Sun Dec 2nd, 2007 at 04:50:49 PM EST
Originally posted at Daily Kos as There Are Two Possible Futures - Ron Paul or Progressivism. Crossposted here at Jerome's request, and also because I'm interested to see to what degree this plays out in European politics.
America's 21st century has two distinct political futures. This election is already seeing their emergence.
The first is embodied by Ron Paul. It is a future where government is dramatically scaled back as a presence in our lives, and people are left to fend for themselves. It is a future where inequality is embraced, where those with less are given no aid whatsoever and blamed for their condition. It is a future where America tries to maintain the fiction that it is a white nation, of, by, and for white people. It is a nation racked by crisis, where survival is conditioned on how much money you make.
The second is embodied by us [i.e. the social democratic wing of the netroots]. It is a democratic future, where instead of abolishing government, we both expand and reform it. Where we work to end inequality, address the multiple crises of climate and economy. Where we embrace a pluralist, diverse, international future. It is a nation that has learned to do more with less, and where basic human needs are met, not left to the market.
Which future will it be?
The old party system is dying. Liberalism too - it was based on using a government-corporate alliance to mitigate the class struggle of the late 19th and early 20th century by raining wages and benefits down onto the masses. This enriched both workers and managers - but only worked as long as there was material plenty, as long as we had cheap resources.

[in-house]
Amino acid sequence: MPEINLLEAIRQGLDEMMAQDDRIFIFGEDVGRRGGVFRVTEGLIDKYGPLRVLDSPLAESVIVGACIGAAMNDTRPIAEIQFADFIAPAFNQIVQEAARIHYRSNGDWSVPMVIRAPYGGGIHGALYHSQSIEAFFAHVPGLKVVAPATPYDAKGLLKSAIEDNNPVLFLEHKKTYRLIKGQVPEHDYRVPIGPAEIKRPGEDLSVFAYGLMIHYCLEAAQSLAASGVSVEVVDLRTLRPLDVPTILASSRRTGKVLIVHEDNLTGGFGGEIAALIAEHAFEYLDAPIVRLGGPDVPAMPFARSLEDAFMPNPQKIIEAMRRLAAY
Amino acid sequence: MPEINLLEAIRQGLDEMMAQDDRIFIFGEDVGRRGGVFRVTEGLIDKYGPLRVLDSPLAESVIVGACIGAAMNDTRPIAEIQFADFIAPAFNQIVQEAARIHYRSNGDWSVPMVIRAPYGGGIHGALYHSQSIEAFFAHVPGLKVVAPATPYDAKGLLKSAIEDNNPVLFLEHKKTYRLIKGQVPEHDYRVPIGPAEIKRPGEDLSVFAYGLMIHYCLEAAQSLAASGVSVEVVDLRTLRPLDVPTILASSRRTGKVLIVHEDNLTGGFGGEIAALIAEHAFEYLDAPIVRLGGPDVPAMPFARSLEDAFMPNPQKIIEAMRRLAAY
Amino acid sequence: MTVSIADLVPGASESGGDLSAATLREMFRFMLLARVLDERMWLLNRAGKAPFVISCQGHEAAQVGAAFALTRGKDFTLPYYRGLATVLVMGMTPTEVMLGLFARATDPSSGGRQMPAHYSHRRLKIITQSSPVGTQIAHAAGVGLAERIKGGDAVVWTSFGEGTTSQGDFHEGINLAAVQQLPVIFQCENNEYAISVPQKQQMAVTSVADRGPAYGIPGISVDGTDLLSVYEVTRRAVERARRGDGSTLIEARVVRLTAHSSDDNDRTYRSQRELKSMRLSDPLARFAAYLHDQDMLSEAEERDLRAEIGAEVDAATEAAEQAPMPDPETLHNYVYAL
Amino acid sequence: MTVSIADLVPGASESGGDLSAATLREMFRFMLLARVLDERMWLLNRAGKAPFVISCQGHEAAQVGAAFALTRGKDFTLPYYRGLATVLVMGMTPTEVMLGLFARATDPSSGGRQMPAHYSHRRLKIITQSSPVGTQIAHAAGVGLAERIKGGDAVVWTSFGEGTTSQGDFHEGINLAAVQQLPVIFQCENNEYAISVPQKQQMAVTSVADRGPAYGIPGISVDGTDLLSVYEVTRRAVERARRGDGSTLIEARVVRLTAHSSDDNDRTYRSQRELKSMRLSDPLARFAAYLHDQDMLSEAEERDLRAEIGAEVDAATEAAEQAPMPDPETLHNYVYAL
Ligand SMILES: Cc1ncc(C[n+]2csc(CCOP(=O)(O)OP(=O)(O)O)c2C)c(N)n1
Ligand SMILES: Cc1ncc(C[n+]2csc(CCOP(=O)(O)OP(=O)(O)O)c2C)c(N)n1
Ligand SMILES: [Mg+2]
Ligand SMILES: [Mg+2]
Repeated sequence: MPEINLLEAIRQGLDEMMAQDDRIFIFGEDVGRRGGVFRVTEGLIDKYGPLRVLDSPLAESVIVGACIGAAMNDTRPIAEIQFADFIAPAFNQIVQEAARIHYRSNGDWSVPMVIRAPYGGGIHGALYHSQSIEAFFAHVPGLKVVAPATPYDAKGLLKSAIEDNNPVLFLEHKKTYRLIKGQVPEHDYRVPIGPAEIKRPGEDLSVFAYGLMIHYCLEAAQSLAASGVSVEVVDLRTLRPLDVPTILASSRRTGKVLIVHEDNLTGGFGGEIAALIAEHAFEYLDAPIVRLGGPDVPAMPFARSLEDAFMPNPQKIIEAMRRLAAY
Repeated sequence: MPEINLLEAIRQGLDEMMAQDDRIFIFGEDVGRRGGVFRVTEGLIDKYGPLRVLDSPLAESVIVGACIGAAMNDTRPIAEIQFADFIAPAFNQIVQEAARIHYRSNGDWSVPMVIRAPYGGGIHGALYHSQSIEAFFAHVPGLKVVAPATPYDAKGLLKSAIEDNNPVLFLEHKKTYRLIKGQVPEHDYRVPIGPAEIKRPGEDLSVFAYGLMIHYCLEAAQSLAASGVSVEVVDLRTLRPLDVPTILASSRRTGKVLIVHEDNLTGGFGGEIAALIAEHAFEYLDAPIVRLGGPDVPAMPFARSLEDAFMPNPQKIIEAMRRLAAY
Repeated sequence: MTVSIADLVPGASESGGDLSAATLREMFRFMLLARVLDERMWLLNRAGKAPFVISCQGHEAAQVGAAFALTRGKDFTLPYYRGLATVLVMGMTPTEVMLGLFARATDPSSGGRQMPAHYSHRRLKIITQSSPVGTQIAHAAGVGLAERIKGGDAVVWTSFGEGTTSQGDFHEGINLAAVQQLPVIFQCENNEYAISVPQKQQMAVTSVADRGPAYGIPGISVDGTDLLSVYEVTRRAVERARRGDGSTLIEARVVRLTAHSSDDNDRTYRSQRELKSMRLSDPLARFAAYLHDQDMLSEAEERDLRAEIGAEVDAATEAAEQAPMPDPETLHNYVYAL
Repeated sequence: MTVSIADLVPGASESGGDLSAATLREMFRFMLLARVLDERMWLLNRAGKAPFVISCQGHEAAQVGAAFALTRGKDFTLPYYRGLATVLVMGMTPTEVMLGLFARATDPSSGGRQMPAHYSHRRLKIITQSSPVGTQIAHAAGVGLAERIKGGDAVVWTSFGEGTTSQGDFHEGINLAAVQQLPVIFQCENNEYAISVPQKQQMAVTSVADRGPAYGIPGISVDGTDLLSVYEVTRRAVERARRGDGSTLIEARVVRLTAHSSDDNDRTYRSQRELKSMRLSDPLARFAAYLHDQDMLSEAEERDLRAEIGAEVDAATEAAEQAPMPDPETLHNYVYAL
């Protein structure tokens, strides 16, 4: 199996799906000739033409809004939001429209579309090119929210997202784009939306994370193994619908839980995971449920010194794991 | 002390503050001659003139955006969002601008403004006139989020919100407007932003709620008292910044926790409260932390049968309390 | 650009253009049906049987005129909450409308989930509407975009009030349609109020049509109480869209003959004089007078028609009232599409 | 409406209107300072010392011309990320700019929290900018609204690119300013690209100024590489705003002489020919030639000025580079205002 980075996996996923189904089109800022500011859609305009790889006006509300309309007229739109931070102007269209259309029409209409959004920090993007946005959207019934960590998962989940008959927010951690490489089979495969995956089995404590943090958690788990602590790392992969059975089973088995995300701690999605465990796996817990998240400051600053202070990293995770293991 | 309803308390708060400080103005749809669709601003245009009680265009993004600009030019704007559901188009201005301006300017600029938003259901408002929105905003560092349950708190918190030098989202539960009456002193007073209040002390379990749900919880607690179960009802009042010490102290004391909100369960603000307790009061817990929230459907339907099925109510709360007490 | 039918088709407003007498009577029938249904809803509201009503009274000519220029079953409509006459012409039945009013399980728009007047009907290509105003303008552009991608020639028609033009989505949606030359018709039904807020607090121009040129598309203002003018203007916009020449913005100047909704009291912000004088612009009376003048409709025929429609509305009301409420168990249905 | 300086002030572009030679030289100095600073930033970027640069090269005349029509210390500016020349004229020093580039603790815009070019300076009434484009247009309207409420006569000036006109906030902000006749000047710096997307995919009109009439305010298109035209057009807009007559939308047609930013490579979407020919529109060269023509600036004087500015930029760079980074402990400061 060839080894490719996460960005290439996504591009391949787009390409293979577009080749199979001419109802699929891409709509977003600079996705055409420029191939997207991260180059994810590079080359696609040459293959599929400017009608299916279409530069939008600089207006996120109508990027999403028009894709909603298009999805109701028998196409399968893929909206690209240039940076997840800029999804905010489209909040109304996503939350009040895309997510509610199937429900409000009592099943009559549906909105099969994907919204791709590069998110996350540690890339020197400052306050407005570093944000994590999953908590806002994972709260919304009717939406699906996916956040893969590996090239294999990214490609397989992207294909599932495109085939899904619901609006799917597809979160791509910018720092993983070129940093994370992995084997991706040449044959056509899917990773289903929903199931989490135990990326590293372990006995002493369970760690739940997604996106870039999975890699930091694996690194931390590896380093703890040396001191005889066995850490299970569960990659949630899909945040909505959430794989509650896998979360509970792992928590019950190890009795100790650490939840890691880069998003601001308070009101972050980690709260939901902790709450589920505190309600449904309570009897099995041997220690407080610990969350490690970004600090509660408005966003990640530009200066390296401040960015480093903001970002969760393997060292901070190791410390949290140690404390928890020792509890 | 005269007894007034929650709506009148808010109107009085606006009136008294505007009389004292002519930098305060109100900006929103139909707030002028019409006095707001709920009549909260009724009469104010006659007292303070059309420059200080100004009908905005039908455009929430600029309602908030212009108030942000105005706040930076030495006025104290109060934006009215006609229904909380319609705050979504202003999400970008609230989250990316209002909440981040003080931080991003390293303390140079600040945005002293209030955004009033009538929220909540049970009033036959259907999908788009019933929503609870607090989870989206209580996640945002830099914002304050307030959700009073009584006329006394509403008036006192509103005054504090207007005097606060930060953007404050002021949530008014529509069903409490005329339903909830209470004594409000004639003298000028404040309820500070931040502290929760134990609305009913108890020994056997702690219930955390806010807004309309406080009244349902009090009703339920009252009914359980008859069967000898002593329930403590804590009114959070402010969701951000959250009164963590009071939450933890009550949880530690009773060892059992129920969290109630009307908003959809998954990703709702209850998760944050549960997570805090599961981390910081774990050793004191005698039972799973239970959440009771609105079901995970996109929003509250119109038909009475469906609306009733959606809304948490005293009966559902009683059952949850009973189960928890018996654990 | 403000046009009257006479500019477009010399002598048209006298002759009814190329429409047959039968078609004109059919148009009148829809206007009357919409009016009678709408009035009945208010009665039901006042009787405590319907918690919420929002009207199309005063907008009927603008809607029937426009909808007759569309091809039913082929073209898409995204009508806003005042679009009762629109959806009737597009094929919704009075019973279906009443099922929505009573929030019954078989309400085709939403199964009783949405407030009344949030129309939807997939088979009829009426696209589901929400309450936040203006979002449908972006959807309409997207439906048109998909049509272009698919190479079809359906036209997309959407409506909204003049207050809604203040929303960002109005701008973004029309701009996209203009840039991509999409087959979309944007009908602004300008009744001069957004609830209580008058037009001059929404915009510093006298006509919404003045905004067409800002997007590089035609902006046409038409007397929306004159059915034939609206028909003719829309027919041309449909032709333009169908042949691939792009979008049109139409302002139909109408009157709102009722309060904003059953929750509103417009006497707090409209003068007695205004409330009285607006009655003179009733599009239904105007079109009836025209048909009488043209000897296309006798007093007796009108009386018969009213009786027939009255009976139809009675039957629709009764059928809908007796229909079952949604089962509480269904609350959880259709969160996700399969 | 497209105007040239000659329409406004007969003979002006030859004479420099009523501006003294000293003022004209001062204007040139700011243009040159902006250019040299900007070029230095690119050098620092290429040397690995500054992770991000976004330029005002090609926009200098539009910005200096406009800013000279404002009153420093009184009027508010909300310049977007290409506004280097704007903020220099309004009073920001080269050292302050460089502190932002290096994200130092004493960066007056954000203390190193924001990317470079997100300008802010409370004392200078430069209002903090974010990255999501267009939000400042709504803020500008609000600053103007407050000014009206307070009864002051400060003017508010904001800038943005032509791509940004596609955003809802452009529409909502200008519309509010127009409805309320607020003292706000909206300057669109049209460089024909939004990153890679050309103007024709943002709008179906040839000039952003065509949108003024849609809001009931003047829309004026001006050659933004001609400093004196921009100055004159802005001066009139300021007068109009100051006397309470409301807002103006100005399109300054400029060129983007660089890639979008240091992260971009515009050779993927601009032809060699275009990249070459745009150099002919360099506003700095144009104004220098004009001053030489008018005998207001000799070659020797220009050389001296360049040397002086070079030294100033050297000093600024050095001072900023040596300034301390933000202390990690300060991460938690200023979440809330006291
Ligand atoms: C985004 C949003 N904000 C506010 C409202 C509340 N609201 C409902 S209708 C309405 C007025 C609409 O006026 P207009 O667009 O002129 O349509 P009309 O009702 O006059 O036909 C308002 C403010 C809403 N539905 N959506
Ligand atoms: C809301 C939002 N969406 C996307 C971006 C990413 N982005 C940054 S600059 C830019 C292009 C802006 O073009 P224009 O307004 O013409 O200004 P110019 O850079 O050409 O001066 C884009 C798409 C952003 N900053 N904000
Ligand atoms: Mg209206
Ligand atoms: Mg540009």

Now, we don't. And with scarcity, with reduced buying power, with massive deficits, the old liberal concordat is no longer viable. Liberals and business cannot come together as they did under FDR or JFK or Clinton because there is nothing left to share. Corporations want it all for themselves. Liberals have to choose - either go along, or fight. In short, they must choose to be Ron Paul or be us.
Liberalism always died, you know. It never survived, because the left and the right were unhappy with its compromises. And the death was always depressingly similar - the left got a little taste, and in response the right slammed the door shut on both liberals and the left. The only reason liberals ever came back was a new period of plenty - the '60s, the '80s/'90s.
Now that option is foreclosed. This time is different - the right took over before the left could even raise a voice. And with scarcity, Liberalism will die and not return. Unfortunately, most of our Democratic candidates still think 20th century liberalism is viable - that we can work with corporations to provide a better future that provides for mass needs. This is the genesis of "cap and trade" carbon reduction programs, or the odious individual mandate that relies on corporations who have a habit of denying health care coverage to give us all universal care.
It's not only that liberalism is no longer possible. Changing demographics are ensuring that our future options are either a white supremacist libertarianism, or a pluralist progressivism. As explained by Chris Bowers at Open Left:
While Republicans were able to break the New Deal coalition through these mono-culture appeals, changing American demographics resulted in this strategy containing the seeds of its own eventual defeat. Non-whites and / or non-Christians represent more than 100% of American population growth. Further, while 65% of Americans born before 1965 self-identify as white Christian, only 41% of Americans born between 1965 and 1994 self-identify as white Christian (if you want to know why young voters are so pro-Democrat, that is why). Thus, Bill O'Reilly's worst nightmare comes to pass. America is currently undergoing a profound, and broadly based, cultural shift that holds the potential not only for a sustainable, long-term Democratic governing majority, but also for a more progressive and pluralistic society. At some point in the next ten years or fifteen years, America will no longer be a majority white Christian nation. A few years later, probably in 2024, and certainly by 2028, the American electorate will no longer be majority white Christian. Given this, if maintained, or even expanded, the Democratic advantage within each of the ethnic and religious minorities listed above will lead to a long-term Democratic governing majority over the next two or three decades.